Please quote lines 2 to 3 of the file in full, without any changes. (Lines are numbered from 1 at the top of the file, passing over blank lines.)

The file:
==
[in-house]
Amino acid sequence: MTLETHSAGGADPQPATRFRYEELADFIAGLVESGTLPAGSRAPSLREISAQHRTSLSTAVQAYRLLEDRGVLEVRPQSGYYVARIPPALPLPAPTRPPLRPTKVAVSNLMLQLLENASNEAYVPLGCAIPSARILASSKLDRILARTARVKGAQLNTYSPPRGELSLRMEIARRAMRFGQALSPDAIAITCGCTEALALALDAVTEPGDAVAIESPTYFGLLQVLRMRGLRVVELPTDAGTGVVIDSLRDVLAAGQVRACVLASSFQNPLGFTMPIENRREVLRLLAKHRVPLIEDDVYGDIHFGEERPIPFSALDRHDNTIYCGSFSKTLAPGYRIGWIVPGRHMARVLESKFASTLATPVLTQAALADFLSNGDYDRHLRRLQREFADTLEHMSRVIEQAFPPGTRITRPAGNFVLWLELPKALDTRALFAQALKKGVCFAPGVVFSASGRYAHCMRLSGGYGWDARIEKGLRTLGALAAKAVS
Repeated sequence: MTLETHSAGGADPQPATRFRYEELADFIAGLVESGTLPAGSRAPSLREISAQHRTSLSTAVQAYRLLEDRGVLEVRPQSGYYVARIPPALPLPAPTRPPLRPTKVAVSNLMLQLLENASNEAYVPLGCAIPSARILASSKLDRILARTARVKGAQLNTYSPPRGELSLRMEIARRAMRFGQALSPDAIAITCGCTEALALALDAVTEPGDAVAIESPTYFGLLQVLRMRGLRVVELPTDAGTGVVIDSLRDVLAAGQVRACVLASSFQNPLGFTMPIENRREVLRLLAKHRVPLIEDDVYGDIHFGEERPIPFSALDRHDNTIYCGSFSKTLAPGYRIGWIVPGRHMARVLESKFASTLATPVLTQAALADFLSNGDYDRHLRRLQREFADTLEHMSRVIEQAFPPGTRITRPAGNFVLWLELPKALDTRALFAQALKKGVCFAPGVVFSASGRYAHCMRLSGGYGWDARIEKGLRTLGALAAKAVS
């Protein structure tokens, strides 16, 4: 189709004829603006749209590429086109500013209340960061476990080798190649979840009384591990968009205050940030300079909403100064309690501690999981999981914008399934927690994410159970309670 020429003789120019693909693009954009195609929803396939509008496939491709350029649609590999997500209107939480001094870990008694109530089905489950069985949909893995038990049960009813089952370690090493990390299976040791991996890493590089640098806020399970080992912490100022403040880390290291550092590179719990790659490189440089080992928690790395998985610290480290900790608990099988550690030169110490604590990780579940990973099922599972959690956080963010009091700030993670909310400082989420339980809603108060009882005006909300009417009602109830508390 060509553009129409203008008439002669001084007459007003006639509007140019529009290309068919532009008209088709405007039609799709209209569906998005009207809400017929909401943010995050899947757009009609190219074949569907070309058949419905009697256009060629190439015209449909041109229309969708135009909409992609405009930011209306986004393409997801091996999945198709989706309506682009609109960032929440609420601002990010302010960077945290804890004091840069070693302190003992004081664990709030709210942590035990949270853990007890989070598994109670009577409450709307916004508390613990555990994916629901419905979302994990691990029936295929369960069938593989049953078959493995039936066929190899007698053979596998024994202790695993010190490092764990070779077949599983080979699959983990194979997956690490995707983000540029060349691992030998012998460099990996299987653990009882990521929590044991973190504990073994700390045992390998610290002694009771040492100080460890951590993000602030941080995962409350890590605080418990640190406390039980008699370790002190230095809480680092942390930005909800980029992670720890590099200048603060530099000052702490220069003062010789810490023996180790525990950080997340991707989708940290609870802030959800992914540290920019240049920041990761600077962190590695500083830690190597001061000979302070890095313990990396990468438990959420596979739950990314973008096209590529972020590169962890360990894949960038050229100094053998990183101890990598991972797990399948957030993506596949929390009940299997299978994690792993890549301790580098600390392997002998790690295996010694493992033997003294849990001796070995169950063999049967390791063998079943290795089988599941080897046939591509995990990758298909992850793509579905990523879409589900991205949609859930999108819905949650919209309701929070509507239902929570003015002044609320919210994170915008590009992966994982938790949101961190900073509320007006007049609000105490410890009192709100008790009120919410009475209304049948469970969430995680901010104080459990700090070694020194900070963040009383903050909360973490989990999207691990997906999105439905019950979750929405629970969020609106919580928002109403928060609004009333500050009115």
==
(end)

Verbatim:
Amino acid sequence: MTLETHSAGGADPQPATRFRYEELADFIAGLVESGTLPAGSRAPSLREISAQHRTSLSTAVQAYRLLEDRGVLEVRPQSGYYVARIPPALPLPAPTRPPLRPTKVAVSNLMLQLLENASNEAYVPLGCAIPSARILASSKLDRILARTARVKGAQLNTYSPPRGELSLRMEIARRAMRFGQALSPDAIAITCGCTEALALALDAVTEPGDAVAIESPTYFGLLQVLRMRGLRVVELPTDAGTGVVIDSLRDVLAAGQVRACVLASSFQNPLGFTMPIENRREVLRLLAKHRVPLIEDDVYGDIHFGEERPIPFSALDRHDNTIYCGSFSKTLAPGYRIGWIVPGRHMARVLESKFASTLATPVLTQAALADFLSNGDYDRHLRRLQREFADTLEHMSRVIEQAFPPGTRITRPAGNFVLWLELPKALDTRALFAQALKKGVCFAPGVVFSASGRYAHCMRLSGGYGWDARIEKGLRTLGALAAKAVS
Repeated sequence: MTLETHSAGGADPQPATRFRYEELADFIAGLVESGTLPAGSRAPSLREISAQHRTSLSTAVQAYRLLEDRGVLEVRPQSGYYVARIPPALPLPAPTRPPLRPTKVAVSNLMLQLLENASNEAYVPLGCAIPSARILASSKLDRILARTARVKGAQLNTYSPPRGELSLRMEIARRAMRFGQALSPDAIAITCGCTEALALALDAVTEPGDAVAIESPTYFGLLQVLRMRGLRVVELPTDAGTGVVIDSLRDVLAAGQVRACVLASSFQNPLGFTMPIENRREVLRLLAKHRVPLIEDDVYGDIHFGEERPIPFSALDRHDNTIYCGSFSKTLAPGYRIGWIVPGRHMARVLESKFASTLATPVLTQAALADFLSNGDYDRHLRRLQREFADTLEHMSRVIEQAFPPGTRITRPAGNFVLWLELPKALDTRALFAQALKKGVCFAPGVVFSASGRYAHCMRLSGGYGWDARIEKGLRTLGALAAKAVS